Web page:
From asking around, canvassing the neighborhood for "for sale" signs, and checking Web sites, you should have a list of a few promising agents. Before hiring one, you should conduct an in-depth interview with three or four. Call ahead and make appointments, letting each agent know that you would like to see a comparative market analysis (CMA) for your house, and a list of their most recent sales (sometimes called an "activity list").
Do some research into the real estate market in your city before you meet with the agents. Web sites like Zillow.com and eppraisal.com are useful resources for guesstimating your home's value. At the meeting, the agent should present their CMA, a suggested market value for your house based on recent comparable sales. Comparable sales (or comparables) are homes that have sold recently and are similar to yours in size, location, age and amenities. The agents you speak to should come up with CMAs that are in the same ballpark.
Remember: You're not looking for the agent who presents you with the highest selling price. Often, agents will attempt to "buy a listing," or promise an unrealistic price high above market value to lure you into giving them your commission. You want to see a CMA that seems reasonable based on your own research, and that includes homes that are actually similar to your own. You don't want an agent who presents homes extremely different in size and location from your own in a CMA. They either don't know the market, or worse, could be trying to manipulate the CMA to get a higher value.
The agents should also show you activity lists that represent their recent completed sales. You want to look for quantity, to make sure they can move multiple listings at a time. You should also look for quality. Good signs include listings that sell quickly, and final sale prices that meet or exceed the listing price. Also, ask the agent about their marketing plan for your house. They should be willing to put ads online and in local papers, offer ideas for showing your house and not be afraid to spend money on marketing to make a sale.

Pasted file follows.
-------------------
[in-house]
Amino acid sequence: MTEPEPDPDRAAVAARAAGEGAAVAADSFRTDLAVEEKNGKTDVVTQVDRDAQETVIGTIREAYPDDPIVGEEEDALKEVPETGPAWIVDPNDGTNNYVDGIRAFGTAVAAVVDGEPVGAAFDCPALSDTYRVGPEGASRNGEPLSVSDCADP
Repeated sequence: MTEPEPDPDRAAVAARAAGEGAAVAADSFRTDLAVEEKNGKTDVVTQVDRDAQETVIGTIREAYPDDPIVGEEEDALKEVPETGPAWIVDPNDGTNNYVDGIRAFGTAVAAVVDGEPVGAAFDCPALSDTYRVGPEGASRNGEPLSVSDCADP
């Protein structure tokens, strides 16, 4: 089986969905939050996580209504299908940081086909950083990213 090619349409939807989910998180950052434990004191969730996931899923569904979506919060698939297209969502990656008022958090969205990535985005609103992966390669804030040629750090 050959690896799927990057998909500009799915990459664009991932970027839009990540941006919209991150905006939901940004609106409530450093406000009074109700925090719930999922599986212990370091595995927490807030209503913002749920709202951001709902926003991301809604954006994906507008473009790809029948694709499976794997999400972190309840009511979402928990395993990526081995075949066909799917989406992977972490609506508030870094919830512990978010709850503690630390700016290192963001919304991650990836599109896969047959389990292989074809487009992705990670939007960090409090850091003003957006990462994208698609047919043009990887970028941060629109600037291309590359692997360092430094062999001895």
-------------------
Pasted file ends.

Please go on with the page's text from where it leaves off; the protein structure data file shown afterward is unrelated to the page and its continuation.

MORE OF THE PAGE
Finally, personality is important. Remember that you'll be working very closely with this person on one of the most important decisions of your life. You shouldn't pick someone you can't stand to be around.
Related HowStuffWorks Articles
More Great Links
- Bissonnette, Zac. "Selling Your House? Don't Be Bamboozled by a Listing Presentation." Wallet Pop. June 9, 2009. (Nov. 4, 2010)http://www.walletpop.com/blog/2009/06/09/selling-your-house-dont-be-bamboozled-by-a-listing-presentatio/
- Boyd, Patricia, and Lonny Coffey. "How to Buy and Sell Your Home Without Getting Ripped Off." Dearborn Financial Publishing. 2000.
- Davis, Sid. "A Survival Guide to Selling a Home." American Management Association. 2005.
- Home Gain. "Selecting an Agent: Questions Every Seller Should Ask." Yahoo! Real Estate. (Nov. 3, 2010).http://realestate.yahoo.com/Realtors/Selecting_an_Agent_Questions_Every_Seller_Should_Ask.html
- Lank, Edith, and Dena Amoruso. "The Homeseller's Kit." Dearborn Financial Publishing. 2001.
- National Association of REALTORS. "Choose a REALTOR to Sell Your Home." (Nov. 3, 2010).http://www.realtor.com/basics/allabout/realtors/whatis.asp?source=hp
- Perkins, Broderick. "Choosing a Listing Agent in a Buyer's Market." Realty Times. Sept. 18, 2006. (Nov. 3, 2010).http://realtytimes.com/rtpages/20060918_chooseagent.htm
- Phipps, Jennie. "How to Choose a Great Listing Agent." Front Door. Nov. 10, 2008. (Nov. 3, 2010).http://www.frontdoor.com/Sell/How-To-Choose-A-Great-Listing-Agent/2566
- Tyson, Eric, and Ray Brown. "House Selling for Dummies." Wiley Publishing. 2002.
- Riddle, Laua. "Sell Your Home Now." Atlantic Publishing Group. 2010.